Burlington City Council agenda includes review of Champlain Parkway and short-term rentals
The Burlington, Vermont City Council has held its first full meeting since new councilors were sworn in last week. Monday’s agenda included an update on a road project and a revised short-term rental ordinance.
The Champlain Parkway is a planned 2.8-mile two-lane transit corridor intended to connect the city’s south end with the downtown. Public Works Director Chapin Spencer updated councilors on the status of the project.
“We have advanced the Champlain Parkway project in this last year as part of a larger south end construction coordination plan effort," Spencer explained. "And the goal here is to bring tens of millions of dollars of reinvestment in our transportation systems in the south end of Burlington in a way that minimizes impact on the community.”
City Engineer Norm Baldwin described the bid process and noted that several factors have impacted the engineer’s estimates versus actual bids.
“You can see there has been an increase of the bond requirement of $1 million," Baldwin said. "This is over that first three-year period over this first phase for local match. So what’s driving these pricing, bid pricing factors? Energy is a big part of any business. There’s supply chain issues and there is competing interests with other projects. And unfortunately I think there’s also a backlog within much of the construction industry because of COVID that it really put us in a difficult circumstance.”
East District Progressive Jack Hanson found the increase in cost estimates alarming.
“Based on the numbers that we were shown it feels like that this price has not being set by the cost of doing the work," Hanson said. "It seems like it’s more being set by the market dynamics. It’s a tough pill to swallow that we’re having to pay that premium because of those dynamics.”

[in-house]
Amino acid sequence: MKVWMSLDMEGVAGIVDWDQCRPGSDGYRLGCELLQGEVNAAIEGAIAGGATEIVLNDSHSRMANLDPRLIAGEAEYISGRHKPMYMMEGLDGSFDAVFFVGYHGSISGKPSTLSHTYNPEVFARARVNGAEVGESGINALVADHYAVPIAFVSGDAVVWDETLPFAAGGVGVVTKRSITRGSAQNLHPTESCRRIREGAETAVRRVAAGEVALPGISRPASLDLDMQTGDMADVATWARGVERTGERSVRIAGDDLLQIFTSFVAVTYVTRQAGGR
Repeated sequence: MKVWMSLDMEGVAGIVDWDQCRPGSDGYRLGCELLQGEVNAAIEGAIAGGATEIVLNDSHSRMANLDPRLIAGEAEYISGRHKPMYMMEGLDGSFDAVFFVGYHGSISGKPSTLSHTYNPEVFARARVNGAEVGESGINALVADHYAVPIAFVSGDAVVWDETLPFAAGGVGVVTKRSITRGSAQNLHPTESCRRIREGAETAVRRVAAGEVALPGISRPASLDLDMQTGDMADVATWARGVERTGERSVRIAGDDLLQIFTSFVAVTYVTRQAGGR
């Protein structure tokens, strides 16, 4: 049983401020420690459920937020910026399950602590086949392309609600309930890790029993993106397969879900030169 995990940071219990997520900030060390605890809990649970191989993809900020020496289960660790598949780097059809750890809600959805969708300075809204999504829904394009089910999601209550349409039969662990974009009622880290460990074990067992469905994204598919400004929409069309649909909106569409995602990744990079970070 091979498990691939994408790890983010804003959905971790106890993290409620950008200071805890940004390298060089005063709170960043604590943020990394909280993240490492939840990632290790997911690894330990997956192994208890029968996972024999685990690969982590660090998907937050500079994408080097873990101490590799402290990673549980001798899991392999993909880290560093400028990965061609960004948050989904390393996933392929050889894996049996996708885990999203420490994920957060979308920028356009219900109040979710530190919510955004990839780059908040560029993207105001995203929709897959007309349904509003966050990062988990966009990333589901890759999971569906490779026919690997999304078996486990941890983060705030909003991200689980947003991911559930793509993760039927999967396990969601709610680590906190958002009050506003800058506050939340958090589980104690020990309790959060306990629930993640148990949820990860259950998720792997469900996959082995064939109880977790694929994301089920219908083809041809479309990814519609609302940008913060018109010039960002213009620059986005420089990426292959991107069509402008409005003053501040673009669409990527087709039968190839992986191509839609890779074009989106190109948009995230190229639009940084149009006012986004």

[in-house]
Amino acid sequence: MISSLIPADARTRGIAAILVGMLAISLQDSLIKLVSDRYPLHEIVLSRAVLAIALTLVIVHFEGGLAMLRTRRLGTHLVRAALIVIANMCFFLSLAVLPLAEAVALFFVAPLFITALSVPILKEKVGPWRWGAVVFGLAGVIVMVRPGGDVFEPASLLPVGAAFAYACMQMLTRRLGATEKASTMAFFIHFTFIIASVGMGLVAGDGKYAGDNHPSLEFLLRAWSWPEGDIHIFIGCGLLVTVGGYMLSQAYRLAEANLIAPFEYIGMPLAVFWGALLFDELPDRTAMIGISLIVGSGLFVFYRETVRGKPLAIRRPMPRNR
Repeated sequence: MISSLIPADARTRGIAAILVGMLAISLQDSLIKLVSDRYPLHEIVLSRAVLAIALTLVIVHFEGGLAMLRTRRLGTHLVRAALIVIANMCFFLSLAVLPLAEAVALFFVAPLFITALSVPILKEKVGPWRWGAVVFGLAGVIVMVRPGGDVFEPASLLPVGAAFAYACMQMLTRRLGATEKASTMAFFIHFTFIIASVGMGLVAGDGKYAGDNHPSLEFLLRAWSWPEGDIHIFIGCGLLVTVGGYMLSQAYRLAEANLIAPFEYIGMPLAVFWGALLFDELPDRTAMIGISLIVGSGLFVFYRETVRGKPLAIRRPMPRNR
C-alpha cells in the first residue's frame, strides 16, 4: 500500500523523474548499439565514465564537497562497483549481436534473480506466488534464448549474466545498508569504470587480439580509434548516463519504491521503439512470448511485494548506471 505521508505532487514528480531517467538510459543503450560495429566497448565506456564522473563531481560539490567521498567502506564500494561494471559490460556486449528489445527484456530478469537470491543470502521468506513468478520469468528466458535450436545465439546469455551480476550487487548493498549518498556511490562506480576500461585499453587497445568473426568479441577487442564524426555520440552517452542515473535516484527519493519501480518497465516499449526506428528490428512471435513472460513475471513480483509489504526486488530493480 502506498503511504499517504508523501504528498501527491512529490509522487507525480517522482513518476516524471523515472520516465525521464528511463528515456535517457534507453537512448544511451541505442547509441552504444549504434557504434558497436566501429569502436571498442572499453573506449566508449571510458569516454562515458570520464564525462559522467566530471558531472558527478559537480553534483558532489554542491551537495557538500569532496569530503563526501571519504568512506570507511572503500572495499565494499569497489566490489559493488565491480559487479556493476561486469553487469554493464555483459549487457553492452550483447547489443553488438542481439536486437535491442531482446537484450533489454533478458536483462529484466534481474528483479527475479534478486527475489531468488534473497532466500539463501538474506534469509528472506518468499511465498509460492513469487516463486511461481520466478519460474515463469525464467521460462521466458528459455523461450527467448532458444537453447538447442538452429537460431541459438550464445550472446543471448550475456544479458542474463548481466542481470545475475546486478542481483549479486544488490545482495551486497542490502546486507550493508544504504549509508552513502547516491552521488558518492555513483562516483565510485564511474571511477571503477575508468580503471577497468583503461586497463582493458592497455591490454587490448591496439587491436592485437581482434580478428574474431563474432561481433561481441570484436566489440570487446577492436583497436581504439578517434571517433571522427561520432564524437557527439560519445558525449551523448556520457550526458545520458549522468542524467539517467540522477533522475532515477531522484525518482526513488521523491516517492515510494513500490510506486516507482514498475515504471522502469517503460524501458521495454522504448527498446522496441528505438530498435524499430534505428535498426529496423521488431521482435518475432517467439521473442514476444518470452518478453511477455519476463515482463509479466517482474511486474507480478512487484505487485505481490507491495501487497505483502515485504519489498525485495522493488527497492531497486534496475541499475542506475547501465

Councilors approved the presentation to be placed on file. The Department of Public Works plans to return to the council at its next meeting to seek authorization to award the initial construction bids.
The new council returned to wrestling with short-term rental revisions to the city ordinances. Ward 4 Democrat Sarah Carpenter proposed a measure Monday that she said repeats some work she had presented in a previously defeated amendment.
“The gut of what is being introduced would ask us to consider significantly narrowing short-term rentals to owner-occupied buildings," Carpenter said. "It would allow owners to also short term rent a unit that might be attached or on their property.”
South District Democrat Joan Shannon had presented a vetoed short-term rental proposal during the previous council.
“I am concerned with continued conversions of short-term rental units," Shannon said. "And while there are certain ways in which this closes some loopholes I fear that it opens some others. And there are other actions that we can take where we would do more to restrict short term rentals.”
Ward 5 Democrat Ben Traverse reminded his peers the question was not if they support the measure but rather whether to simply refer it to the Ordinance committee.
“In running for this seat I heard multiple times from voters who were taking a keen interest in short-term rentals," Traverse said. 1'And as I see it there’s an expectation from the public that this new council take it on. I agree there’s a housing crisis. I don’t think the status quo addresses that situation. I strongly feel that the council needs to take another look at this.”
Councilors approved referring the proposal to the Ordinance Committee on a 7 to 4 vote. One councilor was absent.